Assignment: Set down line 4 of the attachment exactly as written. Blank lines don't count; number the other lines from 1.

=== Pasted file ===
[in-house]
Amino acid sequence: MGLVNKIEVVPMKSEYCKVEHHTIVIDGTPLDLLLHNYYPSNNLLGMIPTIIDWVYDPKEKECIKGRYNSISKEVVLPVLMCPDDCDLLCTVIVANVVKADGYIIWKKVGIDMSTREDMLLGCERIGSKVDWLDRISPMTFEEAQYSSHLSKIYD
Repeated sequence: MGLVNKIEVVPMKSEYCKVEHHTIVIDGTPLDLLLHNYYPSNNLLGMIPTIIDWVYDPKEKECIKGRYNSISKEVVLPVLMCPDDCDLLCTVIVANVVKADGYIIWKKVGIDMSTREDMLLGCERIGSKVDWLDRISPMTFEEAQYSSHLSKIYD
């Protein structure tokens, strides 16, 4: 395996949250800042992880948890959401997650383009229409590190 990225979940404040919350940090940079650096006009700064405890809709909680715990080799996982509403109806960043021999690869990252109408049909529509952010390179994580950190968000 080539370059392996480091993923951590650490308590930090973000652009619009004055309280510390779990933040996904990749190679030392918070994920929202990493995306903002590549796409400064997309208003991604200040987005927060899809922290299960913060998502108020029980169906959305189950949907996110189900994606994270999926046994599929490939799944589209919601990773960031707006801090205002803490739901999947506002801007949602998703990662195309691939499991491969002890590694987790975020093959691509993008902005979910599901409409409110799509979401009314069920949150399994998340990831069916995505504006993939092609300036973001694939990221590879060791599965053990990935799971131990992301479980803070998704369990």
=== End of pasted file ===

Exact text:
């Protein structure tokens, strides 16, 4: 395996949250800042992880948890959401997650383009229409590190 990225979940404040919350940090940079650096006009700064405890809709909680715990080799996982509403109806960043021999690869990252109408049909529509952010390179994580950190968000 080539370059392996480091993923951590650490308590930090973000652009619009004055309280510390779990933040996904990749190679030392918070994920929202990493995306903002590549796409400064997309208003991604200040987005927060899809922290299960913060998502108020029980169906959305189950949907996110189900994606994270999926046994599929490939799944589209919601990773960031707006801090205002803490739901999947506002801007949602998703990662195309691939499991491969002890590694987790975020093959691509993008902005979910599901409409409110799509979401009314069920949150399994998340990831069916995505504006993939092609300036973001694939990221590879060791599965053990990935799971131990992301479980803070998704369990």